Survey may include question regarding beer, wine at Bielenberg Sports CenterDecision Resources will begin calling residents in February. With a Bielenberg Sports Center (BSC) expansion on the horizon in 2013, residents may be asked about new food service vendors and alcohol sales.
By: Riham Feshir, Woodbury Bulletin
Next month, some Woodbury folks will get a phone call asking what it is like to live in Woodbury.
The biennial survey, which has been a tradition since 1999, selects 400 residents randomly to answer the 152 questions.
City officials typically use the survey for comparison data to previous years, as well as new information to help them implement necessary changes.
Questions will vary – from getting an idea for how welcomed people feel in Woodbury to the services they’d like to see added, expanded or maybe eliminated.
Woodbury City Council got a first glance at the questions Wednesday. The members gave city staff some feedback on the survey draft.
“Every question should have a purpose,” Council Member Amy Scoggins said.
The city works with Decision Resources to come up with the survey and analyze its results.
Decision Resources will begin calling residents in February. The process will take about three weeks and the council will see results in April.
Some of the same questions are asked every two years, while others are new.
With a Bielenberg Sports Center (BSC) expansion on the horizon in 2013, residents may be asked about new food service vendors and alcohol sales.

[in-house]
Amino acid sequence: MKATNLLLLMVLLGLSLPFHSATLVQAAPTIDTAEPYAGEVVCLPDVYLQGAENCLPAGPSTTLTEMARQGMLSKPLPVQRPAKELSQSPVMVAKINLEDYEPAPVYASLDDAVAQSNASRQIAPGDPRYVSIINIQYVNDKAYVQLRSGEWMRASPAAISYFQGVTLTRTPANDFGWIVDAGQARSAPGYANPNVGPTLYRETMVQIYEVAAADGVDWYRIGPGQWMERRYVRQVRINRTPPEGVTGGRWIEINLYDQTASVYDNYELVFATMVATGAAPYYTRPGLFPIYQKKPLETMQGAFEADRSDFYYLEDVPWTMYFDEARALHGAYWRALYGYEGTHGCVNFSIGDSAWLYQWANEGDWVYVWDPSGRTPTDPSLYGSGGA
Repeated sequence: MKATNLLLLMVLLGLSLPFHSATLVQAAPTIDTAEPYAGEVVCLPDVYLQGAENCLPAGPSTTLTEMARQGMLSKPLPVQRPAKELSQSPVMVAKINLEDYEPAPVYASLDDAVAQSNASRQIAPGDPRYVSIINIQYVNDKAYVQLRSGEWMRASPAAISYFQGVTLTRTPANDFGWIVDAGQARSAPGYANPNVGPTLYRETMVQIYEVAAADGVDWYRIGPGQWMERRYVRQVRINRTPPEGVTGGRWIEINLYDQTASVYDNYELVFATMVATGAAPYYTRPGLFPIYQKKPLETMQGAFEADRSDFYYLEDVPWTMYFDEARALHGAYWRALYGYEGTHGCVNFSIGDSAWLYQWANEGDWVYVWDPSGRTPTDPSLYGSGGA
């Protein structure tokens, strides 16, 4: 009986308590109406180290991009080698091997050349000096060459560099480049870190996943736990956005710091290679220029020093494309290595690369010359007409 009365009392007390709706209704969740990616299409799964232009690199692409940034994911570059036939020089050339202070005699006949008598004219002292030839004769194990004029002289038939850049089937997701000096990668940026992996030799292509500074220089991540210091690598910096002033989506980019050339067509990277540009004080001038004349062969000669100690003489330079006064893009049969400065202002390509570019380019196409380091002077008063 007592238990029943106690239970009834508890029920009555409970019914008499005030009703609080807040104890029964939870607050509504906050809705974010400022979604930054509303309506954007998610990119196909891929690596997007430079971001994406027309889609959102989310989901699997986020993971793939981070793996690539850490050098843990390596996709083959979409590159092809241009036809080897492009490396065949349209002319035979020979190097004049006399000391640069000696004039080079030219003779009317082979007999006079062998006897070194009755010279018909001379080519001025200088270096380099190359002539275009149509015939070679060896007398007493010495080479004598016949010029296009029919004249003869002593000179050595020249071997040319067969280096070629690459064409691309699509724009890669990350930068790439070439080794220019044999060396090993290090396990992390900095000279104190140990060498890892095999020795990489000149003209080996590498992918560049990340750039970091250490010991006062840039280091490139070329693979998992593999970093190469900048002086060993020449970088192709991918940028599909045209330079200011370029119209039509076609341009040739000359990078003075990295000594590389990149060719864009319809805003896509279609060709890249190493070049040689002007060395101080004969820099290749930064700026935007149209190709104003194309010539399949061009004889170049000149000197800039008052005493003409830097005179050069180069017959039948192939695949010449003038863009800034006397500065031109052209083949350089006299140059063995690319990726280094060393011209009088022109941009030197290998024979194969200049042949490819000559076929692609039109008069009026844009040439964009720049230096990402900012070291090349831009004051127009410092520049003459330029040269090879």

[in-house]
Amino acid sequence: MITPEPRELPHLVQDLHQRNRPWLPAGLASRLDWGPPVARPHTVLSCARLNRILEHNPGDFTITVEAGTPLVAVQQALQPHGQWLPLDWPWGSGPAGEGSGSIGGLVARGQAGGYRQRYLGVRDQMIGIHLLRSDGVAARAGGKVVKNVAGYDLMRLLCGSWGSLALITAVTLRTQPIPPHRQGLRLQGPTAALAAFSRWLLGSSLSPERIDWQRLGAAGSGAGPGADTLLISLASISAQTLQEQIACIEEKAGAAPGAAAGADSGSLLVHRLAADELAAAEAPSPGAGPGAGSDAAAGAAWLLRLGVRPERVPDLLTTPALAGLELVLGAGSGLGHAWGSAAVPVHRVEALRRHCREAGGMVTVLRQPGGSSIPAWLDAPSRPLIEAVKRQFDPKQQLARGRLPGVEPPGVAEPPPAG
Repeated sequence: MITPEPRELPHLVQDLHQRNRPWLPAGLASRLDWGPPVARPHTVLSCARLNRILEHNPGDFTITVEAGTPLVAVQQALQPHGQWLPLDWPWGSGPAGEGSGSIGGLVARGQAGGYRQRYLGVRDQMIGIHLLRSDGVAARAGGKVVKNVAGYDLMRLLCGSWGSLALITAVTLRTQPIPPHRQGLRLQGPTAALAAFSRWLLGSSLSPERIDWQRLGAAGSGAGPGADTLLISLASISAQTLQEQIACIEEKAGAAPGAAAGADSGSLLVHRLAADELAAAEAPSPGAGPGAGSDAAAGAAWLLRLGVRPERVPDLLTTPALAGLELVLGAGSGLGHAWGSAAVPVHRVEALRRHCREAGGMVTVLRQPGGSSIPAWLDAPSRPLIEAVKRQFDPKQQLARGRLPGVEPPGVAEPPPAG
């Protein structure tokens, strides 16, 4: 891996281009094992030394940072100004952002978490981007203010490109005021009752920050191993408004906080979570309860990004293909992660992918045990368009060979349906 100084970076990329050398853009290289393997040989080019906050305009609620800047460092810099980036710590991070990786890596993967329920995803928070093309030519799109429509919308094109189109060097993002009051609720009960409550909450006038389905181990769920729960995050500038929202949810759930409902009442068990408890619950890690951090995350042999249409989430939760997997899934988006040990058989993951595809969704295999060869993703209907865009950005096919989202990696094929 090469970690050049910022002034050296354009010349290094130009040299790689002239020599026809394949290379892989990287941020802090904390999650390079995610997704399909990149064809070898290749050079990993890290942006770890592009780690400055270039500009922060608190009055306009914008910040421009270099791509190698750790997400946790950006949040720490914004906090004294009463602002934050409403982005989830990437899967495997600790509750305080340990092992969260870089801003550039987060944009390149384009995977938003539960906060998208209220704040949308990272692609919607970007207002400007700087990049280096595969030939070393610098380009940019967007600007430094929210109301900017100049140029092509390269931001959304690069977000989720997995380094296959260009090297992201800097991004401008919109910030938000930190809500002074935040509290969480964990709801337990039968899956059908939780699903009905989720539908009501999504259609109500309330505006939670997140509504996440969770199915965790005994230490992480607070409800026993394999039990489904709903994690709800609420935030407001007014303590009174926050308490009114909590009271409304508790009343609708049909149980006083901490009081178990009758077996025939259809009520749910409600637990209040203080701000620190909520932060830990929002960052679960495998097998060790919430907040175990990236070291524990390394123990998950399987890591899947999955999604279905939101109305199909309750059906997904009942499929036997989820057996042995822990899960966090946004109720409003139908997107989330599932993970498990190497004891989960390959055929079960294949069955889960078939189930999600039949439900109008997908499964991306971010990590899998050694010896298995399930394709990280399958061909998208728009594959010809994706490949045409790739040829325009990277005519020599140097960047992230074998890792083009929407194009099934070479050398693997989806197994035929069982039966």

“I think that would provide good feedback,” Mayor Mary Giuliani Stephens said.
The idea to ask about beer and wine sales came up during the Wednesday, Jan. 16 workshop discussion, so a question may be on the survey regarding that service.
The council agreed that it will make sense to ask residents about food options as well as alcohol sales.
Survey results will not necessarily determine which way the council will go on beer and wine sales at BSC, however, the question would be a good start to a public discussion.
City Administrator Clint Gridley said having alcohol sales at the center will require drafting a new policy and an official vote.
Stephens said the point of the survey is to get a feel for what residents want in a lifestyle in Woodbury, so new BSC services fit in with that mission.
Council Member Christopher Burns suggested adding a question about how residents feel about the economy and the job market in Woodbury.
“What could we use for two questions that would be good indicators,” Stephens added.
Decision Resources has standard questions regarding the economy that have been used in similar city surveys, Gridley said, which will help yield the most accurate results.
Residents will also be asked about Washington County services, including the Environmental Center, which may not be a familiar service to everyone.
As always, property taxes will be on the survey, according to the draft.
The survey typically asks residents if they would like to increase taxes to support and maintain city services, lower them or keep them as they are.
Transportation, energy conservation, schools and cultural diversity questions will also be a part of the 2013 survey.
City staff said random samples such as these generally yield results that are accurate within +/- five percent in 95 out of 100 cases.
The findings will be presented at the council’s April 3 workshop meeting.